Upon exam, she had diminished motor strength, 4/5, diminished reflexes in her knees and ankles,
diminished sensation in her left leg, and a positive straight leg raise test on the left. Tr. 1188.
On October 1, 2018, Meyer had a lumbar MRI which showed no central canal stenosis,
mild bilateral neuroforaminal encroachment at L3-L4 and L5-S1, and mild to moderate bilateral
neuroforaminal encroachment at L4-L5. Tr. 1181-1182.
On October 5, 2018, Meyer saw Dr. Atallah for a follow up. Tr. 1178. She reported
increased pain with flexion, extension, lifting, twisting, standing, walking, and getting out of bed.
Tr. 1179. Her exam findings were as her prior visit, except that she had a positive Patrick-Faber
test on the left. Tr. 1180.
On November 28, 2018, Meyer returned to Dr. Atallah complaining of right-sided pain
after a fall on Thanksgiving. Tr. 1301. Upon exam, her motor strength was normal, her
sensation was normal, she had a negative Patrick-Faber test, and a positive straight leg raise test
bilaterally. Tr. 1303.
C. Opinion Evidence—State Agency Reviewing Physicians
On September 5, 2017, state agency reviewing physician Dr. Siddiqui, M.D., reviewed
Meyer’s record. Regarding her RFC assessment, Dr. Siddiqui opined that Meyer could perform
a reduced range of light work: she could lift, carry, push, and pull 20 pounds occasionally and 10
pounds frequently, and could stand/walk for six hours and sit for six hours out of an eight-hour
workday. She could occasionally climb ramps, stairs, ladders, ropes, and scaffolds, stoop, kneel,
crouch, and crawl. Tr. 481-482. On December 29, 2017, state agency reviewing physician Dr.
Hughes, M.D., affirmed Dr. Siddiqui’s opinion. Tr. 494-496.
D. Testimonial Evidence
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1. Meyer’s Testimony
Meyer was represented by counsel and testified at the administrative hearing. Tr. 439.
She testified that she lives with her husband, daughter, and 2-year-old granddaughter. Tr. 446.
She has a driver’s license and occasionally drives. Tr. 446-447. She has trouble driving long
distances due to sitting in place for so long but can drive short distances. Tr. 447, 464. She
assists with the care of her granddaughter but does not care for her by herself; there is always
someone at home with her. Tr. 447.
Meyer explained that she used to work in the field as a gas line locator, and, when she
injured herself in a fall while working, she was given light duty work which she performed from
home. Tr. 449-450, 454. When asked about what was going on in the summer of 2015 and how
her ability to work was impacted, Meyer explained that she was fine working from home because
she was able to prop her feet up on the chairs at her kitchen table while working on a computer.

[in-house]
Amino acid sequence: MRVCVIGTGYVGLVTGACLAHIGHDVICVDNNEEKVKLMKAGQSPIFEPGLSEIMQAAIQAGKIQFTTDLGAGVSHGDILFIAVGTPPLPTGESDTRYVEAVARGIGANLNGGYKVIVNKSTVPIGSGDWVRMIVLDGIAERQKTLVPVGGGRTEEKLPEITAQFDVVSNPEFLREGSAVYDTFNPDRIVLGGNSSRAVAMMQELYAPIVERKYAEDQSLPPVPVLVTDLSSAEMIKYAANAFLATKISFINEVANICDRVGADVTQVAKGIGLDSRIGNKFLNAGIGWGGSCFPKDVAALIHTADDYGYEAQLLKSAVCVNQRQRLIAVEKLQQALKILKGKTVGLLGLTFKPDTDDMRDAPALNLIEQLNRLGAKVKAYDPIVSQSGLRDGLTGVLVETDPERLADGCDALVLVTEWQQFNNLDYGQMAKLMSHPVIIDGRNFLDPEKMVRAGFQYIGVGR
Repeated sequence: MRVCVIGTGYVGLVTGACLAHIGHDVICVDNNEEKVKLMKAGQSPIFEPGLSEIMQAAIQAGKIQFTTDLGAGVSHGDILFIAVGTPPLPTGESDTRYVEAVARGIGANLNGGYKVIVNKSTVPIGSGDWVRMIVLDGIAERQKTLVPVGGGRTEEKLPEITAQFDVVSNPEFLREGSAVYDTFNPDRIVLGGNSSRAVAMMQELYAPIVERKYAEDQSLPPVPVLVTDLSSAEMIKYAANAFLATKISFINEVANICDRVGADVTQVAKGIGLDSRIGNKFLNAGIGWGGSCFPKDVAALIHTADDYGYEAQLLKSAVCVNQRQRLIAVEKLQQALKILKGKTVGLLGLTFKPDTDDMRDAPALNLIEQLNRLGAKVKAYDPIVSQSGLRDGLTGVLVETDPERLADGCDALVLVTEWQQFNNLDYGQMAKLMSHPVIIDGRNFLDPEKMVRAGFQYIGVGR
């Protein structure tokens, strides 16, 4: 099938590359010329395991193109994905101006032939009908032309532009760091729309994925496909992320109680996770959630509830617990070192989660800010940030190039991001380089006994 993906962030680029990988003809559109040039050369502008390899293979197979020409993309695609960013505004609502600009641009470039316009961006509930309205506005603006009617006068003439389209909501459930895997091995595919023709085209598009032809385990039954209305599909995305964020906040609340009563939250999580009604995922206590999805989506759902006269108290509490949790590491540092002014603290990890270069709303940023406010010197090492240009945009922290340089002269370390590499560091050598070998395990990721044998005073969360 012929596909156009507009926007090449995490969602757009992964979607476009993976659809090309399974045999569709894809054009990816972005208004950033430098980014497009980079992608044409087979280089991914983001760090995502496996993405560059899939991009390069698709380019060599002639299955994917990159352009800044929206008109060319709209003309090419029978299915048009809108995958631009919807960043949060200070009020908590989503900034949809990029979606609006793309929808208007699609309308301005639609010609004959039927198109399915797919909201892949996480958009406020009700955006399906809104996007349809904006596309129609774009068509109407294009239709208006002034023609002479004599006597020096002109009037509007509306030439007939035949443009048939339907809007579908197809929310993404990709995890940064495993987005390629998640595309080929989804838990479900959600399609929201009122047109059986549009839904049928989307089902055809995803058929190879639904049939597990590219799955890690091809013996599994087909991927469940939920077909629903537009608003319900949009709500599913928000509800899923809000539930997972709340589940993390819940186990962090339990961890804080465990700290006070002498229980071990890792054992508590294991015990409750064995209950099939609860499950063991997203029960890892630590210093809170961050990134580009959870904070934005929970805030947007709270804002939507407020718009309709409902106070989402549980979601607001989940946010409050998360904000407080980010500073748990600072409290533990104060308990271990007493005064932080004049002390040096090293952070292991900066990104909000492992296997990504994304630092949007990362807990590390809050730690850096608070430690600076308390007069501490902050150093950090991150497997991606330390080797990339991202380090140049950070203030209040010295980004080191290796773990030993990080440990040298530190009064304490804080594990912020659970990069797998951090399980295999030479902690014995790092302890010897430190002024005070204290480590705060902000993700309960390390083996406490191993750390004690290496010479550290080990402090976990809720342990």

Tr. 454. At that time, she was unable to do housework; she just sat at the kitchen table and
chairs, and then, when her work was done, she sat in a recliner, which is the most comfortable.
Tr. 454, 465. She tries to keep her legs elevated because her left foot and leg go numb and her
foot swells when she sits in a regular chair. Tr. 454.
Meyer confirmed that she had lumbar surgery in 2016 performed by Dr. Gaudin. Tr. 454.
When asked whether Dr. Gaudin ever released her to go back to work after that surgery, Meyer
stated that he did not. Tr. 454. She had to have another lumbar surgery a few months after the
first. Tr. 455. The first surgery was to cut away bone at the nerve canal because she had a lot of
pinched nerves. Tr. 455. It was unsuccessful, so they did a laminectomy, where they insert
metal to stabilize her back at L4-5. Tr. 455. The second surgery was not helpful. Tr. 455. She
had to stay in the hospital for 7-8 days afterwards because she was in so much pain and unable to
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function on her own. Tr. 455. She had had a CT scan of her back after her second surgery to see
if a problem could be identified, but the scan showed no abnormalities. Tr. 455.
Meyer admitted that, after her second surgery, she had tested positive for marijuana use.
Tr. 456. She explained that her pain management doctor would not prescribe her pain
medication. Tr. 456. At that time, she was using marijuana about three times a day. Tr. 456.
She stopped using it shortly after seeing Dr. Atallah. Tr. 456. When asked to explain why a
drug test failed to show Percocet when she was supposed to have been taking it, she explained
that she had run out of Percocet at the time of the drug test because she had previously taken
more than prescribed due to pain. Tr. 460. She had tried aquatic therapy for pain but it did not